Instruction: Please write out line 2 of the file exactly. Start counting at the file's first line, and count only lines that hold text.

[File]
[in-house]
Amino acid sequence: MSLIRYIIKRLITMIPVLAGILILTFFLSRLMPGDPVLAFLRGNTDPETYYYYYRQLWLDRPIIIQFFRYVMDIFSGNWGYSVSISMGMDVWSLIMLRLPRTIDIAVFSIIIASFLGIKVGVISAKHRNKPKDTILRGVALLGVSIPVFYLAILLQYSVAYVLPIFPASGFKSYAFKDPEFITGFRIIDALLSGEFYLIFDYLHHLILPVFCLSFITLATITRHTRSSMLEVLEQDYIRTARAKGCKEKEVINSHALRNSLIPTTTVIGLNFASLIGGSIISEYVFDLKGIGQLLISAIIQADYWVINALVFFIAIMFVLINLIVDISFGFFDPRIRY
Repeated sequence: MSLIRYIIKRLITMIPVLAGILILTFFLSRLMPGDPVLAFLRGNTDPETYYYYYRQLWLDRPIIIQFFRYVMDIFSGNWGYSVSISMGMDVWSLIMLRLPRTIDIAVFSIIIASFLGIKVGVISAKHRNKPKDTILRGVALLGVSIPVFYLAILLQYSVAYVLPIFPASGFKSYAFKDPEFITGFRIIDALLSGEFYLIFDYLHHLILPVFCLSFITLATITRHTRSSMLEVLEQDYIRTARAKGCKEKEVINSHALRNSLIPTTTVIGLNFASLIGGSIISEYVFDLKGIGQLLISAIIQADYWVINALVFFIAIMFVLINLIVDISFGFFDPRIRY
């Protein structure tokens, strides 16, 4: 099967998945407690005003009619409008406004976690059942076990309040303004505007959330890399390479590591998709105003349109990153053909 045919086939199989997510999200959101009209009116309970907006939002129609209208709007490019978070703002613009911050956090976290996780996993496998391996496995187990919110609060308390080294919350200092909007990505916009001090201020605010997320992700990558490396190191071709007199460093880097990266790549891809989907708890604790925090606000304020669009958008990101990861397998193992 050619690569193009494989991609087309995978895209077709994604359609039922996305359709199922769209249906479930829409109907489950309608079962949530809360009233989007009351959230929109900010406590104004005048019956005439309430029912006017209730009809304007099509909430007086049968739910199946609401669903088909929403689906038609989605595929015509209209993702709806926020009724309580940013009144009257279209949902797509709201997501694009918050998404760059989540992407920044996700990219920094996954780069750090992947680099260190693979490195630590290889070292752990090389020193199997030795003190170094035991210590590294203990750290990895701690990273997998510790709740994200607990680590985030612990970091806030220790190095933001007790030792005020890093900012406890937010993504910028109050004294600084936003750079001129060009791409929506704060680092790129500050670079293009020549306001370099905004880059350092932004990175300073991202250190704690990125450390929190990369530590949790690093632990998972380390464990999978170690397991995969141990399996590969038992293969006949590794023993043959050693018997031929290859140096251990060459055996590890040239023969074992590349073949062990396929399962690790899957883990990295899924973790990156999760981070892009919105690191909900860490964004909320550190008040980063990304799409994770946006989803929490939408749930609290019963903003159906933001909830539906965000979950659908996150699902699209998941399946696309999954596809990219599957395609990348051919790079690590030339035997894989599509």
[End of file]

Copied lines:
Amino acid sequence: MSLIRYIIKRLITMIPVLAGILILTFFLSRLMPGDPVLAFLRGNTDPETYYYYYRQLWLDRPIIIQFFRYVMDIFSGNWGYSVSISMGMDVWSLIMLRLPRTIDIAVFSIIIASFLGIKVGVISAKHRNKPKDTILRGVALLGVSIPVFYLAILLQYSVAYVLPIFPASGFKSYAFKDPEFITGFRIIDALLSGEFYLIFDYLHHLILPVFCLSFITLATITRHTRSSMLEVLEQDYIRTARAKGCKEKEVINSHALRNSLIPTTTVIGLNFASLIGGSIISEYVFDLKGIGQLLISAIIQADYWVINALVFFIAIMFVLINLIVDISFGFFDPRIRY